(a) As a bulwark against the domination of ethnic Myanmar majority and
(b) As a guarantee to their ethnic national rights considered to be inherent. [9]

Without securing such a prior written constitution first, it is clear that no ethnic nationalities of Burma will have any incentive to cooperate as members in a future democratic Union of Burma. Therefore, for an ethno-culturally diverse and divided society like Burma, a constitutional federation that would accommodate the aspirations of ethnic national minorities with separate legislatures and simultaneously integrate all federated units into one common polity under one flag is the best suited form of governance for the multi-national Burma.

Politicians representing pro-election parties have expressed support for the “Kale Declaration” made by ethnic leaders and politicians opposed to the Nov. 7 election in Kale, Sagaing Division.[10] Though the aims of the statement are similar to the three aims of the military government—non disintegration of the union, non-disintegration of national solidarity and perpetuation of sovereignty, the military government dominated by the majority Myanmar still hesitate to cooperate with the ethnic nationalities but the democratic groups have declared to support it.

Senior National League for Democracy party leader, U Win Tin, joined calls supporting the idea a second Panglong Conference as a solution for Burmese ethnic peoples to win back the right of self-determination lost for 60 years.[11] The Zomi National Congress said it had made the call because the 2008 constitution and 2010 election could not guarantee national reconciliation and genuine federal union based on the right to self-determination as desired by ethnic peoples. The NLD, along with ethnic parties, has signed the statement calling for a second Panglong Conference. The essence of that agreement was to consolidate the unity of Myanmar and non-Myanmar ethnic nationalities and is genuine union that guarantees equality and the right to self-determination of the ethnic peoples.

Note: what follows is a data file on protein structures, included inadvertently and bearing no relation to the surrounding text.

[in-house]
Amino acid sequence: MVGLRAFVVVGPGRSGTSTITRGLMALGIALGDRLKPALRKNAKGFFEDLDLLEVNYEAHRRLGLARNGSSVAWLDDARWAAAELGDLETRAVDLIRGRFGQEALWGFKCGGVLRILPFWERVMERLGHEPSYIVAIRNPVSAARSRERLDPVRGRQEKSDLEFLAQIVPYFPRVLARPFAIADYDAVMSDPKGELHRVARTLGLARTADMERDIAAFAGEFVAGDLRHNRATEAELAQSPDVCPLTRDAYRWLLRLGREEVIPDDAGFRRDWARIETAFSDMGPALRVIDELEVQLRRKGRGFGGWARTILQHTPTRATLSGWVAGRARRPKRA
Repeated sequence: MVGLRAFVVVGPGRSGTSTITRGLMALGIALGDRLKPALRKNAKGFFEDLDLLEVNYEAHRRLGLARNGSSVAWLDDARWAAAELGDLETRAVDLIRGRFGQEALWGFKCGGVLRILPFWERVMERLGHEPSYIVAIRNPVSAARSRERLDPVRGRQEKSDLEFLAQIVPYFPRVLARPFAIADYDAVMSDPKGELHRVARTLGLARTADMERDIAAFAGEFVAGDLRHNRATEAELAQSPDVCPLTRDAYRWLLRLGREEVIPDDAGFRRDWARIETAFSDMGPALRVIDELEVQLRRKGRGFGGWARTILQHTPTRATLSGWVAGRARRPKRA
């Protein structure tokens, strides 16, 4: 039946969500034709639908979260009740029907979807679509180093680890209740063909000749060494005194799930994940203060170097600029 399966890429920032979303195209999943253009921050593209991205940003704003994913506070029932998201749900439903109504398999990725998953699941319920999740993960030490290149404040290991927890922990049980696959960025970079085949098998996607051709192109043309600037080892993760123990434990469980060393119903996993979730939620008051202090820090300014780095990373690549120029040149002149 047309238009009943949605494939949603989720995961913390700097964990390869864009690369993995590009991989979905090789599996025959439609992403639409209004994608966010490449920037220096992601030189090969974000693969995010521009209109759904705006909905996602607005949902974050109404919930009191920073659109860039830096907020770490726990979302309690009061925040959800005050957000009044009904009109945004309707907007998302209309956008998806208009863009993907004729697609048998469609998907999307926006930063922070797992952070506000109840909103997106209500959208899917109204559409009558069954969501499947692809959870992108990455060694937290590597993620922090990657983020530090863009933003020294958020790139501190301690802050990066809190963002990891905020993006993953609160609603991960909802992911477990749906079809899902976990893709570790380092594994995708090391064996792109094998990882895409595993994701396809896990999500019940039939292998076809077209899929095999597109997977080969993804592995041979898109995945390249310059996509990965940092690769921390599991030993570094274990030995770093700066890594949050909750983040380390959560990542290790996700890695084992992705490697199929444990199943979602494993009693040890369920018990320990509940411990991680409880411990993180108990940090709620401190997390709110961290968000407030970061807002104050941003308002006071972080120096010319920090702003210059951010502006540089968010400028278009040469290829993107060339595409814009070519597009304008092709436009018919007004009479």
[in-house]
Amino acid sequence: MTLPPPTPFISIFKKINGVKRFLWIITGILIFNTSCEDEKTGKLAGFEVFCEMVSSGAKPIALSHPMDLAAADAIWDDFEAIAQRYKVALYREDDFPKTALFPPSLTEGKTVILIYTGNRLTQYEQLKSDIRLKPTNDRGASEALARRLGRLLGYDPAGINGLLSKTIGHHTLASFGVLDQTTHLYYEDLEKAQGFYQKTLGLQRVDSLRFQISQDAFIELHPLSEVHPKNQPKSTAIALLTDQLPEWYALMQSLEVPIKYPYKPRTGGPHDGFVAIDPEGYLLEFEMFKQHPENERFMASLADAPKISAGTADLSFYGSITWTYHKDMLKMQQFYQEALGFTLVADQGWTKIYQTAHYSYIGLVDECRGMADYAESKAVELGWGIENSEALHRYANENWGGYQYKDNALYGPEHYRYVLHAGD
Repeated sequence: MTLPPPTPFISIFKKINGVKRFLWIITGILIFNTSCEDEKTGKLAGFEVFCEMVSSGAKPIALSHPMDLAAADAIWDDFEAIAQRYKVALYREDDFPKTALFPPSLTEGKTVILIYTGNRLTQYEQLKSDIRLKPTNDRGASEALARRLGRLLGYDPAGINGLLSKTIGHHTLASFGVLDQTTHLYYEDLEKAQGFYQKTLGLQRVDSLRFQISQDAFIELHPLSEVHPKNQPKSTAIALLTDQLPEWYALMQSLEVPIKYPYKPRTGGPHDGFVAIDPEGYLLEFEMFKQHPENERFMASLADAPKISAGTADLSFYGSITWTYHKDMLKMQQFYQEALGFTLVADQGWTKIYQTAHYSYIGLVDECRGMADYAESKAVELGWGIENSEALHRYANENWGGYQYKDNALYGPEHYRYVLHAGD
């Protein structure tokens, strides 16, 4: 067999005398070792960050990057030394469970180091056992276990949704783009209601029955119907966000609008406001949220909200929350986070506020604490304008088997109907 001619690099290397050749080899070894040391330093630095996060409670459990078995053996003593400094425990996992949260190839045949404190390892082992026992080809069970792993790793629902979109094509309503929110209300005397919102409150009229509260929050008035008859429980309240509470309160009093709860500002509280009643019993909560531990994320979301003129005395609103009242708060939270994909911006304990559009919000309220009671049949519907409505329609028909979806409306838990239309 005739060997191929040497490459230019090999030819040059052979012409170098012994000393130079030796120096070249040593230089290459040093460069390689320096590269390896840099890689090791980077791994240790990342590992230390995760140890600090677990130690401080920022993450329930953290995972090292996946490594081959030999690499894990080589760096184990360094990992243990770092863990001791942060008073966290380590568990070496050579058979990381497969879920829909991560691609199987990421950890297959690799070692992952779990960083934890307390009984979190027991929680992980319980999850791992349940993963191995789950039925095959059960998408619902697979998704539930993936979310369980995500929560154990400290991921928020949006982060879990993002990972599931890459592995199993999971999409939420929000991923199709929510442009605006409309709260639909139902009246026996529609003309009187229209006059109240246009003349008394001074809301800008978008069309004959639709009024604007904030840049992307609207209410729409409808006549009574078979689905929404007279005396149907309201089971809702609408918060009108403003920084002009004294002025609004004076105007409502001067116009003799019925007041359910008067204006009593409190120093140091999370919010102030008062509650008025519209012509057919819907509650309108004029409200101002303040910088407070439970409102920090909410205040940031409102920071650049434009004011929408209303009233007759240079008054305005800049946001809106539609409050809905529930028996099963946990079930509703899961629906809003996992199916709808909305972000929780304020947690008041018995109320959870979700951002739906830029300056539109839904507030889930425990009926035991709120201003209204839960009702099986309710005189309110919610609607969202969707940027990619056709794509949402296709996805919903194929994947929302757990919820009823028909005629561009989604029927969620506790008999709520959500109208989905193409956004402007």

After 60 years under the rule of Myanmar dominated administrations, the military dictatorship and some of the ethnic nationalities seems to lose the essence of Genuine Union of Burma. They’ve also seem to lose the equality and right to self-determination of ethnic peoples. When the National Convention was convened, ethnic people joined it with the expectation of gaining self-determination, equality and genuine union through it by reaching a ceasefire agreement with the Junta. The ethnic nationalities sought on ethnic rights but it did not materialise as they were not given a voice. With the enforcement of the Border Guard Force scheme a new wave of civil war has broke out in Kachin State.[12] So, what we really have is a constitutional crisis.

According to the 2008 Nargis Constitution, all the armed forces shall be under the control of the sole Commander-in-Chief of the Tatmadaw (Armed Forces). So the military junta must work towards putting all these ceasefire armed groups under the complete control of its chief after this constitution comes into force or even before coming into force. If this task can’t be achieved, they have to launch war against these ceasefire groups stationed along the borders and that is exactly what they are doing in Kachin State at the time of this writings.

But on the other hand these ethnic armed groups started their own revolutions, the struggles based on the politics ranging from 10 to 60 years ago and can’t force them to join the Junta’s army or convert their armies into either BGF or people’s militia by surrendering their arms because their struggles started based on political objectives and ethnic rights issues. Some have degraded into “opium armies” and some have surrendered their arms.[13] The BGF proposal cannot be accepted by most of the ethnic forces and the NLD’s stance is to resolve ethnic and border issues through political means. Any government has the responsibility to resolve any issue arising in the country by negotiations, no matter what they like or dislike about the issue. They must explore ways to resolve these issues by political means only. It would not be right to resolve them by shooting and imprisoning people.